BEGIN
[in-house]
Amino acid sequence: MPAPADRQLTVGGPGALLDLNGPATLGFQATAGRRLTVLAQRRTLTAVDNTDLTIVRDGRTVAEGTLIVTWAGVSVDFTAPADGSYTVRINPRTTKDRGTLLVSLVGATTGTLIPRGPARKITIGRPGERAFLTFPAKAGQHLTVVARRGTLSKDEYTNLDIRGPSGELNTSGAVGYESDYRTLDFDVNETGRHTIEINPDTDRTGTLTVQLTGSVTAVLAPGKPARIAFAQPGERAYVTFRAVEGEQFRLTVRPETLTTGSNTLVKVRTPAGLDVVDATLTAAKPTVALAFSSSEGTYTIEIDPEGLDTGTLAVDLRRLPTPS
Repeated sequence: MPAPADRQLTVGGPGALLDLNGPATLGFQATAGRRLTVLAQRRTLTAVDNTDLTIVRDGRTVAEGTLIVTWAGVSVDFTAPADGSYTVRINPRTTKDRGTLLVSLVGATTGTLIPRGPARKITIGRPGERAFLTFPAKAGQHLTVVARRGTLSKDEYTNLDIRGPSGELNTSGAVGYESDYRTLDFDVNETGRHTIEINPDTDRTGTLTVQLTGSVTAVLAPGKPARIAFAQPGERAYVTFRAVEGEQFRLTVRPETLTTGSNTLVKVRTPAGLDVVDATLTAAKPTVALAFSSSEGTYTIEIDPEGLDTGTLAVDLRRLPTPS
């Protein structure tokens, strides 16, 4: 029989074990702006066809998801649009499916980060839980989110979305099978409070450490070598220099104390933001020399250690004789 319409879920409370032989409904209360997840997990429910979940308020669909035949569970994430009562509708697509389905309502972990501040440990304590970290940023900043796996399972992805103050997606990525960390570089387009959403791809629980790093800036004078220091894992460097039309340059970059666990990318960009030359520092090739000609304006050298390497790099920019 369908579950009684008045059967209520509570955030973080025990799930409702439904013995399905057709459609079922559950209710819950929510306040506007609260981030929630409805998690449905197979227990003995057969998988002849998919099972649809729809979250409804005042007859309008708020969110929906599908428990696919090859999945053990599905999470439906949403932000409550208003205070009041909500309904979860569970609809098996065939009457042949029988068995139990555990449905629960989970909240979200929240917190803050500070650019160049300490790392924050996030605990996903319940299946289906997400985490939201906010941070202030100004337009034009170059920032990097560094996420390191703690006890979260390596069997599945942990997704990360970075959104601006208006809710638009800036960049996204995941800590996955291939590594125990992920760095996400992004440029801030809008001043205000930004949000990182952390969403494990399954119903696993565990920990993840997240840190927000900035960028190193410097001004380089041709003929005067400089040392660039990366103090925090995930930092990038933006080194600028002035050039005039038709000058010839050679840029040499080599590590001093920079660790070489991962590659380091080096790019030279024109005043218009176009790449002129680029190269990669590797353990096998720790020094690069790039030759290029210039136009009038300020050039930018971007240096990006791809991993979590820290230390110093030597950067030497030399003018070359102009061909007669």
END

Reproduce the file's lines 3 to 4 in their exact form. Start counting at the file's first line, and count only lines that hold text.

Repeated sequence: MPAPADRQLTVGGPGALLDLNGPATLGFQATAGRRLTVLAQRRTLTAVDNTDLTIVRDGRTVAEGTLIVTWAGVSVDFTAPADGSYTVRINPRTTKDRGTLLVSLVGATTGTLIPRGPARKITIGRPGERAFLTFPAKAGQHLTVVARRGTLSKDEYTNLDIRGPSGELNTSGAVGYESDYRTLDFDVNETGRHTIEINPDTDRTGTLTVQLTGSVTAVLAPGKPARIAFAQPGERAYVTFRAVEGEQFRLTVRPETLTTGSNTLVKVRTPAGLDVVDATLTAAKPTVALAFSSSEGTYTIEIDPEGLDTGTLAVDLRRLPTPS
């Protein structure tokens, strides 16, 4: 029989074990702006066809998801649009499916980060839980989110979305099978409070450490070598220099104390933001020399250690004789 319409879920409370032989409904209360997840997990429910979940308020669909035949569970994430009562509708697509389905309502972990501040440990304590970290940023900043796996399972992805103050997606990525960390570089387009959403791809629980790093800036004078220091894992460097039309340059970059666990990318960009030359520092090739000609304006050298390497790099920019 369908579950009684008045059967209520509570955030973080025990799930409702439904013995399905057709459609079922559950209710819950929510306040506007609260981030929630409805998690449905197979227990003995057969998988002849998919099972649809729809979250409804005042007859309008708020969110929906599908428990696919090859999945053990599905999470439906949403932000409550208003205070009041909500309904979860569970609809098996065939009457042949029988068995139990555990449905629960989970909240979200929240917190803050500070650019160049300490790392924050996030605990996903319940299946289906997400985490939201906010941070202030100004337009034009170059920032990097560094996420390191703690006890979260390596069997599945942990997704990360970075959104601006208006809710638009800036960049996204995941800590996955291939590594125990992920760095996400992004440029801030809008001043205000930004949000990182952390969403494990399954119903696993565990920990993840997240840190927000900035960028190193410097001004380089041709003929005067400089040392660039990366103090925090995930930092990038933006080194600028002035050039005039038709000058010839050679840029040499080599590590001093920079660790070489991962590659380091080096790019030279024109005043218009176009790449002129680029190269990669590797353990096998720790020094690069790039030759290029210039136009009038300020050039930018971007240096990006791809991993979590820290230390110093030597950067030497030399003018070359102009061909007669």